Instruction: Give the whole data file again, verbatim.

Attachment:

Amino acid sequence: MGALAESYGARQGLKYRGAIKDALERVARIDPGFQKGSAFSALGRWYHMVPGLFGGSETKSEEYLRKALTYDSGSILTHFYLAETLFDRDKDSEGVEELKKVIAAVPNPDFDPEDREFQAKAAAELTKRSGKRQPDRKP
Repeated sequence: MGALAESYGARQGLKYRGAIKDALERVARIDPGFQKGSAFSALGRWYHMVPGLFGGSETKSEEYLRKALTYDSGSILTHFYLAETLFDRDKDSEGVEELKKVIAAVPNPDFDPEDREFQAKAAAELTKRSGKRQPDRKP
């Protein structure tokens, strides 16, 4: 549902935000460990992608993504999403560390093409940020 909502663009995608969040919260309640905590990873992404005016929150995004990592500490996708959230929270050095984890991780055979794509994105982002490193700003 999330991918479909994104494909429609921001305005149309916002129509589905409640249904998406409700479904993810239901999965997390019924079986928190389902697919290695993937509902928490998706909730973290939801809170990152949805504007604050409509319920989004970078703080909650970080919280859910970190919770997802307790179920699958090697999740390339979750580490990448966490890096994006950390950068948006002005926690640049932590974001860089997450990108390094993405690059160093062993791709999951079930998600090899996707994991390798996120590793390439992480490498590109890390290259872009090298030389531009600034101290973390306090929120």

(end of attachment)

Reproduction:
Amino acid sequence: MGALAESYGARQGLKYRGAIKDALERVARIDPGFQKGSAFSALGRWYHMVPGLFGGSETKSEEYLRKALTYDSGSILTHFYLAETLFDRDKDSEGVEELKKVIAAVPNPDFDPEDREFQAKAAAELTKRSGKRQPDRKP
Repeated sequence: MGALAESYGARQGLKYRGAIKDALERVARIDPGFQKGSAFSALGRWYHMVPGLFGGSETKSEEYLRKALTYDSGSILTHFYLAETLFDRDKDSEGVEELKKVIAAVPNPDFDPEDREFQAKAAAELTKRSGKRQPDRKP
């Protein structure tokens, strides 16, 4: 549902935000460990992608993504999403560390093409940020 909502663009995608969040919260309640905590990873992404005016929150995004990592500490996708959230929270050095984890991780055979794509994105982002490193700003 999330991918479909994104494909429609921001305005149309916002129509589905409640249904998406409700479904993810239901999965997390019924079986928190389902697919290695993937509902928490998706909730973290939801809170990152949805504007604050409509319920989004970078703080909650970080919280859910970190919770997802307790179920699958090697999740390339979750580490990448966490890096994006950390950068948006002005926690640049932590974001860089997450990108390094993405690059160093062993791709999951079930998600090899996707994991390798996120590793390439992480490498590109890390290259872009090298030389531009600034101290973390306090929120």